The Bureau of Labor Statistics (BLS) released its producer price index report for June 2021. It showed that construction materials prices were up 3.2 percent in the month, seasonally adjusted. The index was 20.4 percent higher than its year-earlier level.
Overall prices for processed goods for intermediate demand rose by 1.9 percent. That index was 22.6 percent higher than its year-ago level.
For reference, the changes in these indexes compare with a 5.4 percent rise in the all-items consumer price index (CPI-U) for the 12 months ending in June. The CPI-U was up 0.9 percent for the month. Over the last 3 months, the unadjusted CPI-U has risen at an annualized rate of 10.3 percent.
The shelter portion of the CPI-U was up 0.5 percent in June. It was up 2.6 percent over the prior 12 months.
Yield Pro (PRO) compiled the BLS reported price changes for our standard list of construction commodities. These are commodities whose prices directly impact the cost of constructing an apartment building. The two right hand columns of the table provide the percent change in the price of the commodity from a year earlier (12 Mo PC Change) and the percent change in price from the prior month (1 Mo PC Change). If no price data is available for a given commodity, the change is listed as N/A.
|Commodity||12 Mo PC Change||1 Mo PC Change|
|Soft plywood products||207.1||20.2|
|Hot rolled steel bars, plates and structural shapes||35.6||3.5|
|Copper wire and cable||39.8||1.8|
|Power wire and cable||41.8||9.7|
|Plumbing fixtures and fittings||2.8||0.3|
|Enameled iron and metal sanitary ware||3.1||0.2|
|Furnaces and heaters||7.1||2.6|
|Sheet metal products||21.2||8.1|
|Electrical Lighting fixtures||1.2||1.0|
|Ready mix concrete||3.1||0.8|
|Asphalt roofing and siding||12.1||0.5|
|Mineral wool insulation||12.1||2.3|
The first chart, below, shows the price index history for wood products over the past 25 months. Note that the prices used in compiling the indexes are collected on the Tuesday of the week containing the 13th day of the month. In June, 2020 that would have been June 15. Because prices for some of the commodities that we are tracking are changing rapidly and because the prices tracked here are at the wholesale level, the changes in the indexes may not reflect changes in retail pricing.
The wholesale market price of lumber has continued to decline from the high it reached in early May. The contract price hit a peak of $1,686 on May 7, but was trading as low as $550 on July 14. This is still significantly higher than its price in 2019 when it traded between $300 and $400 for most of the year. Lumber prices in the futures markets have also declined since last month. The January 2022 contract was trading around at $650 as of mid-July. That this is higher than the current spot price for lumber indicates that the futures markets think that a price rebound is coming.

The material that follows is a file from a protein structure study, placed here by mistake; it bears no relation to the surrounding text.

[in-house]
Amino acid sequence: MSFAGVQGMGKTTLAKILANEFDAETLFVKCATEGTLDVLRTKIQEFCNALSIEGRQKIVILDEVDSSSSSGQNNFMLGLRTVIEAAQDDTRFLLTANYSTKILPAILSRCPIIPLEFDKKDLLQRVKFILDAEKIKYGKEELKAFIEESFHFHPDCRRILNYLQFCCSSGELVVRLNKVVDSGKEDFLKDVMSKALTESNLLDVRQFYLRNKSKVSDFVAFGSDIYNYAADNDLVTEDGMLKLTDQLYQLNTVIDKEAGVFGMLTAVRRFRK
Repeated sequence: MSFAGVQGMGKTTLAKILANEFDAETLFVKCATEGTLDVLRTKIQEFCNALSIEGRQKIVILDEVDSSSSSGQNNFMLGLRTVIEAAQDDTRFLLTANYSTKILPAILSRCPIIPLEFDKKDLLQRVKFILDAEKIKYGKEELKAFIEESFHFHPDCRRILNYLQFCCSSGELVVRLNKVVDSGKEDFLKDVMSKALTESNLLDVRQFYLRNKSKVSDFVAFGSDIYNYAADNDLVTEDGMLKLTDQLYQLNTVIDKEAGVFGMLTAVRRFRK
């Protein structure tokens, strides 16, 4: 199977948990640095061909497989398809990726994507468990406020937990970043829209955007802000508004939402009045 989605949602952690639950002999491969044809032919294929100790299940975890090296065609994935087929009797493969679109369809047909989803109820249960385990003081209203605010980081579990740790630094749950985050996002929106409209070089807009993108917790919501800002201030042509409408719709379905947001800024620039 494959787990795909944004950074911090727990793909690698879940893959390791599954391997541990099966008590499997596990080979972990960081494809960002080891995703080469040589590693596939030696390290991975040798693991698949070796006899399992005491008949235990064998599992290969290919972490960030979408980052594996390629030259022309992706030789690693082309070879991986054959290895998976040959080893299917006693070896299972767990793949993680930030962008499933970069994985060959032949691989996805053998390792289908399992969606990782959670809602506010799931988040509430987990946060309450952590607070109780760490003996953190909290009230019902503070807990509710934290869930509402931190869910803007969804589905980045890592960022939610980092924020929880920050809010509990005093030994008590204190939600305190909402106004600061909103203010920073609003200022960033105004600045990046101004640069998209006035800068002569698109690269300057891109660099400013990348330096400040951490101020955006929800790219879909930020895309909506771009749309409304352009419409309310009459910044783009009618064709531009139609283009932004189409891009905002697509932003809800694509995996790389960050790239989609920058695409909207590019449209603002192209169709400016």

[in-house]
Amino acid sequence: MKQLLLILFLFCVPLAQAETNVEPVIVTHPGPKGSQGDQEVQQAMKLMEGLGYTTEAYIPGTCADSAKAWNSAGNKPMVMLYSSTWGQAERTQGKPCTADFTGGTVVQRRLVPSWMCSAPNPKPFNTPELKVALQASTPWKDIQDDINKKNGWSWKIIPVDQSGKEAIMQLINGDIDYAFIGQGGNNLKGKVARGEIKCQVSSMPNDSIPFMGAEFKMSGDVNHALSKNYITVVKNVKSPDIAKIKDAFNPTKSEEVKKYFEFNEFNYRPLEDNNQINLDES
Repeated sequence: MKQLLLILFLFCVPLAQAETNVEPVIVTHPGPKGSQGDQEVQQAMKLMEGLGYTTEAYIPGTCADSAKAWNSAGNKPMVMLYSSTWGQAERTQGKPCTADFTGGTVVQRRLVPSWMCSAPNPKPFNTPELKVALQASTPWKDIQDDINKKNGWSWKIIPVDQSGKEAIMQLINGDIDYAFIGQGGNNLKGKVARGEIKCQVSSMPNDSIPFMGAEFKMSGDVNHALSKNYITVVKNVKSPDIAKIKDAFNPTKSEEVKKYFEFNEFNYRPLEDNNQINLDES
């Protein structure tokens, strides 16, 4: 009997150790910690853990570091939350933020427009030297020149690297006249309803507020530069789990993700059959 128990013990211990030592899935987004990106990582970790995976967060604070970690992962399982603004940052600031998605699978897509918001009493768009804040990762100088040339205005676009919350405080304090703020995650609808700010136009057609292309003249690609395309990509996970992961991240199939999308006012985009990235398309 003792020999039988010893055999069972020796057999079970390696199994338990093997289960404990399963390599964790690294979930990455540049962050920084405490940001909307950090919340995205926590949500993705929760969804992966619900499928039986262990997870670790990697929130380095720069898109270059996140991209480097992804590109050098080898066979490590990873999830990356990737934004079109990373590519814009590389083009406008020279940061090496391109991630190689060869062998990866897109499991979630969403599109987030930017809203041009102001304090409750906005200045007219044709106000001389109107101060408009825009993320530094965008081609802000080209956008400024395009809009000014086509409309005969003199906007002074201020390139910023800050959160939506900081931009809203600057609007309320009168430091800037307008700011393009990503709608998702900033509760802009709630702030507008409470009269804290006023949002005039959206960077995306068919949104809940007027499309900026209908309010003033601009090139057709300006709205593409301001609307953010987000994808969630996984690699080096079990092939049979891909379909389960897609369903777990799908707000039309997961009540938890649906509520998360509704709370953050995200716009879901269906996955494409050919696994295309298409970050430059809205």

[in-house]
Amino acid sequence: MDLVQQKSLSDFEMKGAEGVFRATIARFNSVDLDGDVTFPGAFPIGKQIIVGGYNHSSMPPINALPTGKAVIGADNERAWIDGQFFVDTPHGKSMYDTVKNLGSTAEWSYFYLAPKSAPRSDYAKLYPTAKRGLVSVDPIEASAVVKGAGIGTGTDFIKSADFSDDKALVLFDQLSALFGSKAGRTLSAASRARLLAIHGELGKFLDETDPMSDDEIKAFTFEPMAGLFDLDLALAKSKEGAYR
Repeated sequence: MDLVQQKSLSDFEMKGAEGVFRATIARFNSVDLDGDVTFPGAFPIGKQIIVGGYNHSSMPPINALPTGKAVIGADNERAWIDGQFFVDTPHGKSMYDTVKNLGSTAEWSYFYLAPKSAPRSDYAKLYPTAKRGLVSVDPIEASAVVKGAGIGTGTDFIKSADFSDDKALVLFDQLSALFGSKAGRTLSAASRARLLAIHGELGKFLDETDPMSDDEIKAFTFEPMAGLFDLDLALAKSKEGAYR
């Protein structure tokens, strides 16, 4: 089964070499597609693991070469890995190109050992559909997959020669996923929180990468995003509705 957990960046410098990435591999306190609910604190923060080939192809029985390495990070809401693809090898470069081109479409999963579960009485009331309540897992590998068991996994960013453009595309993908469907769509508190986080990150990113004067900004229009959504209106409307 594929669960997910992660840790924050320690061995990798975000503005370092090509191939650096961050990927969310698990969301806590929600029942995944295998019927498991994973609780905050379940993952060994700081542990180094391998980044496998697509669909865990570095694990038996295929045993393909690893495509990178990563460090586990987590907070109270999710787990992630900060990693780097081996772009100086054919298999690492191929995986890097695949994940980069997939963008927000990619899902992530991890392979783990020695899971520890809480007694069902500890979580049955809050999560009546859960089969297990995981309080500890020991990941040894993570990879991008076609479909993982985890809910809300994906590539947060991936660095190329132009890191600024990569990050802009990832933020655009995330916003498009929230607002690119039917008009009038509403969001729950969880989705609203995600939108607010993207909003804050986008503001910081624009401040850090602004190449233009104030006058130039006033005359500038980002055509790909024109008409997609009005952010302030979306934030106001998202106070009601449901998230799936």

The price of soft plywood products took a double digit jump again this month, according to the BLS. For the fifth report in a row, its monthly and annual price gains exceeded those for framing lumber.
The next chart, below, shows the recent price history of several other construction materials. The prices for power wire and nails rose sharply during the month. The prices of copper wire and hot rolled steel also rose, but less sharply than has been the case in recent months.
The price of copper is also off the high it reached in early May. It closed on July 12 at $4.35 per pound, down from its recent high of $4.76 but up 54 percent from its price at the beginning of January 2020. Copper futures prices have stayed in line with the spot price, with the January 2022 contract trading at $4.31 per pound.
The price of aluminum also reached a high in early May, trading at $2,540 per metric ton. However, unlike the commodities discussed above, its price has not fallen appreciably. In fact, its price rose above its May peak when it closed at $2,556 on July 5. It is only slightly down from that high, closing at $2,490 on July 12.
The price of steel has traded in a relatively narrow range since peaking on May 11. MarketWatch reports that it closed on July 12 at $1,779, down 8 percent from its recent high. However, it was trading at only $1,091 at the end of 2019. Steel futures continue to indicate that the price will decline only gradually over the next 12 months, with the January 2022 contract trading around $1,470.
The prices of most other commodities tracked in this chart have been rising for the last 6 months at increasing rates. While not appearing in the chart, the prices for sheet metal products and for builder’s hardware are also rising quickly.
Price changes for several of the more finished goods from our sample are illustrated in the final chart, below. Based on recent price rises, the inflation-contagion might be spreading into furnaces and heaters as well as into electrical lighting fixtures. Interestingly, the prices for major appliances and for enameled iron and metal sanitary ware have been relatively stable despite widespread price increases elsewhere.
The full BLS report can be found here.